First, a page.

7. Animals Shelters Can Work as Well

This option only suits folks that have some free time on their hands. Most shelters, rescue centers, and other animal-oriented organizations are always in need of help. So, if you’re up to it, you can volunteer to feed, exercise, and take care of a dog from the shelter for a day or two. Just take it on your next morning stroll with your doggo, and who knows, maybe the two will “hit it off” and become best buds!

a staff member with several dogs at a doggy daycare kennel
Image Credit: Jayme Burrows, Shutterstock

8. Pet Sitting Might Get You There

The concept here is very similar, but this time around, you’ll be offering your pet-sitting services to friends, relatives, neighbors, and other folks that are willing to trust their dogs with you. Bring the pooch home and introduce it to your dog. If everything goes well, it will turn into the new favorite playmate for your furry companion.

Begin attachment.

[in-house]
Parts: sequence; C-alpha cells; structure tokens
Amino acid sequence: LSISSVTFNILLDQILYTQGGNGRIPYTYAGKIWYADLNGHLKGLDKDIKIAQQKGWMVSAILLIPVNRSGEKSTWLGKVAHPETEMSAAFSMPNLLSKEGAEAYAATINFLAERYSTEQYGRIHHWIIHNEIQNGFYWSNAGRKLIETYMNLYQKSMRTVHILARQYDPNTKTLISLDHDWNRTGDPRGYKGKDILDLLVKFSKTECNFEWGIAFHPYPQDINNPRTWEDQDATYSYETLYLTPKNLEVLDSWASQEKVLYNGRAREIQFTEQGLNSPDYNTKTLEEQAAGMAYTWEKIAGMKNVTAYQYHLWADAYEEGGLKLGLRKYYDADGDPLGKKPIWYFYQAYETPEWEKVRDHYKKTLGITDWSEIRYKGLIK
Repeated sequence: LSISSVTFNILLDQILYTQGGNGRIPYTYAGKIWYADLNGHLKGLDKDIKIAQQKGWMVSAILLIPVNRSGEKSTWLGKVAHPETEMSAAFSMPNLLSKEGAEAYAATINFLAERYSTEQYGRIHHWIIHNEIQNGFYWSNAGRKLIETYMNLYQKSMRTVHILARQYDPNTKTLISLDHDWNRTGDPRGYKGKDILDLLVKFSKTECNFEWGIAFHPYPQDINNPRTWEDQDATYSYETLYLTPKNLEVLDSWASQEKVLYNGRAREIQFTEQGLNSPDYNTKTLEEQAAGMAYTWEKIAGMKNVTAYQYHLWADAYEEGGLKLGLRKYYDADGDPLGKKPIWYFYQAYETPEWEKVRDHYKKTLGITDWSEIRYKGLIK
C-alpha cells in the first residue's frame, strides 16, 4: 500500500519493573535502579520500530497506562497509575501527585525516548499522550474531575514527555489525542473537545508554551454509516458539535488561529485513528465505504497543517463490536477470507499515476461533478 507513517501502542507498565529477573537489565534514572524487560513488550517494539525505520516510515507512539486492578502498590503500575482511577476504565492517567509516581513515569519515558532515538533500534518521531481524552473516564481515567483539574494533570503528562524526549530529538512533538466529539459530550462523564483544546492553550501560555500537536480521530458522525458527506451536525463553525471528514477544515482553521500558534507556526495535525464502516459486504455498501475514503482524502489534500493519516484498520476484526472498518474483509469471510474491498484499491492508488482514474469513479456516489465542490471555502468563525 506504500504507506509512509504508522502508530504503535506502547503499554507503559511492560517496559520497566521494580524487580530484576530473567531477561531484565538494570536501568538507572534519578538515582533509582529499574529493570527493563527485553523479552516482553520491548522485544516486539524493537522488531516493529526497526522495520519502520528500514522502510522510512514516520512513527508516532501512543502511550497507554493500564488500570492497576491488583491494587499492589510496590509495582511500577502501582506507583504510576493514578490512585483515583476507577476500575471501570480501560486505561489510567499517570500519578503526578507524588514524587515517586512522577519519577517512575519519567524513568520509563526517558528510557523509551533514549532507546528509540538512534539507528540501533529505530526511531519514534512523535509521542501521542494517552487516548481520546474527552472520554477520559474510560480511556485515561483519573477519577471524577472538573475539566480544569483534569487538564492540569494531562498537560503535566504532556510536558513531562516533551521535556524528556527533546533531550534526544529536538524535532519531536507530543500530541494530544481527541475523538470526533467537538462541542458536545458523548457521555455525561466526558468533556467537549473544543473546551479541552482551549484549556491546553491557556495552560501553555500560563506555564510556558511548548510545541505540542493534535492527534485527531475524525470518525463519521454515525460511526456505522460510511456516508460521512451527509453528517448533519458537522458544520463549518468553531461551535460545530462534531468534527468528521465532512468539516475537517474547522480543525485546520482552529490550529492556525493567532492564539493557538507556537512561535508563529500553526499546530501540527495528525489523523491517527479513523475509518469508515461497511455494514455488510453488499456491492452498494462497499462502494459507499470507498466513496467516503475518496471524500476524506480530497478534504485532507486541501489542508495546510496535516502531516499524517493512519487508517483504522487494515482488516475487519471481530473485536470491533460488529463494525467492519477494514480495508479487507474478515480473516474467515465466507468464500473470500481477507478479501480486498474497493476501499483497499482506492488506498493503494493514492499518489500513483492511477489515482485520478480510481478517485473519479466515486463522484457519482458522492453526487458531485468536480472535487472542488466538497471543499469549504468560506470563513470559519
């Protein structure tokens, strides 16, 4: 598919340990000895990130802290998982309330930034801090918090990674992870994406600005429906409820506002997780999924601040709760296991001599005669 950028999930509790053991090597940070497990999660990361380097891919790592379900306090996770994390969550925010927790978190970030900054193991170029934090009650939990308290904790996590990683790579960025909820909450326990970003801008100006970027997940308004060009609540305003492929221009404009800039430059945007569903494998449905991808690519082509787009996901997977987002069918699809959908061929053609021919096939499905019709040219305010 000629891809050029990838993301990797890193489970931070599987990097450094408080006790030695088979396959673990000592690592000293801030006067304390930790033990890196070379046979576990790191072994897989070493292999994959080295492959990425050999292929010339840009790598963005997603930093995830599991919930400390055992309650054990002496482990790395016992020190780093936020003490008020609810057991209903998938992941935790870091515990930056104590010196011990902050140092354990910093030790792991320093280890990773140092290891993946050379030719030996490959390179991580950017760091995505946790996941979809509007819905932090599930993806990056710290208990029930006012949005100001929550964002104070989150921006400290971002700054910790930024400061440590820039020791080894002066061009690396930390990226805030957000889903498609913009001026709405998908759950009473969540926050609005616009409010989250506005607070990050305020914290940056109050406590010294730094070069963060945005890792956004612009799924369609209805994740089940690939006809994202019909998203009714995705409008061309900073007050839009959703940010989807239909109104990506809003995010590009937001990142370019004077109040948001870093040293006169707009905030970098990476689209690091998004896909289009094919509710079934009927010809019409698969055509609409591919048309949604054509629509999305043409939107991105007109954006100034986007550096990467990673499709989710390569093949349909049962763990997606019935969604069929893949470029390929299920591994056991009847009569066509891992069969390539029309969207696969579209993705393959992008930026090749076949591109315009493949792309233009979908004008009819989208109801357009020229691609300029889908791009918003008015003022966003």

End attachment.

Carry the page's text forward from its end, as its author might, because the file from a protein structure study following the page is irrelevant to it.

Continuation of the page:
And, when you ask that friend/family member to look after your dog once, the two pets will already know each other. However, you should only do that if you’re 100% sure your boy/girl is a socially active, cheerful, and affectionate canine citizen that won’t be aggressive toward that other pet.

9. Take an Obedience Class With the Pooch

Even the most properly raised and eager-to-please dog could learn a thing or two from obedience training. So, find a class that suits your bud’s age, size, and level, and hop right in. The biggest advantage of this option is that you’ll join a group of dogs and pet parents that you have lots in common with. Ask around at veterinary clinics and pet stores about the best local classes.

Or check out the AKC obedience training clubs in your area. Agility training and boot camps should be on your radar as well.

four dogs on leashes being walked outdoors
Image Credit: Matt Nelson, Unsplash

10. What About Breed or Specialty Clubs?